RANGOON — Burma’s Ministry of Education now wants Parliament to help it take back a valuable parcel of land that the former government gave away to international developer Marga Landmark.
The 17.7-acre tract, situated in a prime location close to Rangoon’s Inya Lake and the Sedona Hotel, once belonged to the Ministry of Science and Technology. But in February, during the final months of ex-President Thein Sein’s administration, the Myanmar Investment Commission handed the property to Marga Landmark.
The government gave the land to Marga as compensation after it cancelled a separate project, the US$300 million Dagon City 1 commercial development, in July 2015. Dagon City 1 had to be halted when Buddhist monks and lay people complained about the project’s proximity to Shwedagon Pagoda, Burma’s holiest Buddhist site.
In April, when the National League for Democracy (NLD) government assumed power, it renamed the Ministry of Science and Technology as a department within the Ministry of Education. Since that time, the Ministry of Education has complained about the land deal. According to the ministry, the land was designated for use as Burma’s first research center on metrology, the scientific study of measurement.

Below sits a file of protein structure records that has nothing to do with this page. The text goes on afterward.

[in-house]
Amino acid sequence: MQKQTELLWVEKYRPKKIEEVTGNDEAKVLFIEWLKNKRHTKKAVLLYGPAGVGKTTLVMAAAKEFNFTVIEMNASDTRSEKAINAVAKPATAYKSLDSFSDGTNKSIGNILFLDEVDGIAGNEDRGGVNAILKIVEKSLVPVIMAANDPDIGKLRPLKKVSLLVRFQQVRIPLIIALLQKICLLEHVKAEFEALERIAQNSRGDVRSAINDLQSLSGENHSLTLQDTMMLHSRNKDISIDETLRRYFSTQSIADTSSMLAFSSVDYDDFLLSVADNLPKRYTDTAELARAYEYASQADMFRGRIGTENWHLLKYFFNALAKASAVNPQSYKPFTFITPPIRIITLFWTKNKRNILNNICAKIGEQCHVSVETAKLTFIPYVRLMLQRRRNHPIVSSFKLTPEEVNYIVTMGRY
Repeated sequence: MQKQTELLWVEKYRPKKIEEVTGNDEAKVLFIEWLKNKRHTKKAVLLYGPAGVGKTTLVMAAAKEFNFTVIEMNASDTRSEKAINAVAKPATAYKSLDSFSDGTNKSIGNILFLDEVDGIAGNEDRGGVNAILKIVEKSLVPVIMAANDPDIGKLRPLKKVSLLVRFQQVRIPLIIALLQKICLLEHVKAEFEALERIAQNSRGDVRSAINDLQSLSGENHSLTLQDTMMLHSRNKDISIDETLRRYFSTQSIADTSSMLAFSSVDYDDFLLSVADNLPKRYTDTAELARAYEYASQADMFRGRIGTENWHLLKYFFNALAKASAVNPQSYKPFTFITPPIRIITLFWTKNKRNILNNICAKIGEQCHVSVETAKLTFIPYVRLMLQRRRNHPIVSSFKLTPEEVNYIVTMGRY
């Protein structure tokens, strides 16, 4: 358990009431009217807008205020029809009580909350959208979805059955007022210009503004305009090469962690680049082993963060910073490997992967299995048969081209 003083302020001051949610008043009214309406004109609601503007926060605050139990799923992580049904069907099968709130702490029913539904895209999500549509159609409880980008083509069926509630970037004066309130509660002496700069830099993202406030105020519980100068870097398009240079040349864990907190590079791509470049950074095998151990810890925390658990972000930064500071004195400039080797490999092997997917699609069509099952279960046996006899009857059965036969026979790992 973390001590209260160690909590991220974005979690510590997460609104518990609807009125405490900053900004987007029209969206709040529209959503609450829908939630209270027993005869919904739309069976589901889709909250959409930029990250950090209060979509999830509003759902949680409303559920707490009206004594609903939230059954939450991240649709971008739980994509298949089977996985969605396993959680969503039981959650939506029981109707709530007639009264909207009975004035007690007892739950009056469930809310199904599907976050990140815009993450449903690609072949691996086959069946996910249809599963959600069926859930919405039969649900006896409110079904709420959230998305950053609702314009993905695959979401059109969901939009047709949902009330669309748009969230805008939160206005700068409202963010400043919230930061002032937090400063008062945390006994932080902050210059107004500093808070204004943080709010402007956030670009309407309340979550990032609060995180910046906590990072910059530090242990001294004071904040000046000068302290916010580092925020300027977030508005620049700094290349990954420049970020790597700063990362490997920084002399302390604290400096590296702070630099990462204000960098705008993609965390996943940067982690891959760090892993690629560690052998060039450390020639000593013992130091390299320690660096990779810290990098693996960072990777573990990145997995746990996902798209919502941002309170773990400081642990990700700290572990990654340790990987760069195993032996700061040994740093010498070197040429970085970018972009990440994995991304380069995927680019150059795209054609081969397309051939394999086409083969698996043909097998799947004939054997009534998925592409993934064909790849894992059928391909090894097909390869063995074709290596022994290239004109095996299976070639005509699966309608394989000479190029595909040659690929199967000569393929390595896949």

In June, government officials said that Marga Landmark would release nearly half of the 17.7-acre property back to the government.
But the land issue was raised again on Tuesday in Parliament’s Upper House by NLD lawmaker U Maung Maung Ohn, who requested Marga’s development project be relocated once again, this time to a site in the outskirts of Rangoon.
U Win Maw Tun, the Deputy Minister of Education, replied that his ministry does not favor the development project being carried out on its land.
“We want all 17.7 acres back to use for education and research. I would like to make a request to the Parliament to help make that happen,” said U Win Maw Tun.
U Maung Maung Ohn suggested that the Inya Lake site should be reserved only for scientific research and development, as it was once planned.
“Leasing this land which was designated for a research center is like smashing the country’s future. That’s why I raised this issue,” he told the The Irrawaddy.
The NLD lawmaker added that he was not pleased with the response to his question.
“I feel bad because the education ministry said they are relying on Parliament to solve this issue,” said U Maung Maung Ohn. “This shows there is no collaboration between the ministries.”
“As a people’s representative, I think first there should be a debate in the Parliament to decide if the land should go to the developer. After that, the issue can be passed on to the Rangoon divisional government.”
The Irrawaddy’s reporter Htet Naing Zaw contributed reporting from Naypyidaw.